• Honour Based Violence: Honour Based Violence is a crime; therefore if it is suspected or the person discloses abuse, the Police must always be contacted as quickly as possible. Honour Based Violence is used by people who want to defend the reputation of their family or community. It can also include enforced isolation from their community. 
  • FGM (Female Genital Mutilation): FGM involves procedures that involve total or partial removal of the female external genitalia or other injuries to the female genitalia for non-medical reasons. Predominantly carried out on young girls, it is considered child abuse and is illegal in the UK.

Raising a Safeguarding concern

If it it an emergency and you need immediate police support, please dial 999.
 
Raise your concern with the Borough where the abuse or neglect has taken place.
 
You can find out more about what kinds of harm or abuse adults can suffer from, and how that person can be helped and protected on the local authority websites listed below and by contacting the Camden and Islington NHS Foundation Trust Safeguarding Team.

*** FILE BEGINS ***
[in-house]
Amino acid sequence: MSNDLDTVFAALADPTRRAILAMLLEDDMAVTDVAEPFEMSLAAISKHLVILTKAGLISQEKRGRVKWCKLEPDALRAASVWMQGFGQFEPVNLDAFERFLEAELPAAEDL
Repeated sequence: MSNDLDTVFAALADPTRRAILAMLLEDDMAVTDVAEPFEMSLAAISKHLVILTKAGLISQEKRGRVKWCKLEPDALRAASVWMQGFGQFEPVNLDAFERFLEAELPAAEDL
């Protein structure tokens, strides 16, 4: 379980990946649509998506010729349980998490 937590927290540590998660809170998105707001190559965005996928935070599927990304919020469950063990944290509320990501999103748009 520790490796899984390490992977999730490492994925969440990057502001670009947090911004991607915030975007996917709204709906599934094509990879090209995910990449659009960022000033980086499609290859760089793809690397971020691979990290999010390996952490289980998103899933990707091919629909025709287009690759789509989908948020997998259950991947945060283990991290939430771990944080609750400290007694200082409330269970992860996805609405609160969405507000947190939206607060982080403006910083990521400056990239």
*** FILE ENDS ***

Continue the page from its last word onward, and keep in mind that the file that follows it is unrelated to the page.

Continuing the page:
Borough Specific Information and Services
 
 

C&I Safeguarding Adults Team 

For further information, advice and support contact the Trust Safeguarding Hub:
Tel: 020 3317 7171
Address: St Pancras Hospital, 4 St Pancras Way, 1st Floor, East Wing, London. NW1 0PE  
 
Head of Safeguarding and Mental Health Law 
Graeme McAndrew
Tel: 020 3317 7575
Email: Safeguarding@candi.nhs.uk
 
Women’s Lead and Team Manager
Shirley McNicholas
Tel: 020 7607 2777
 

Governance Structure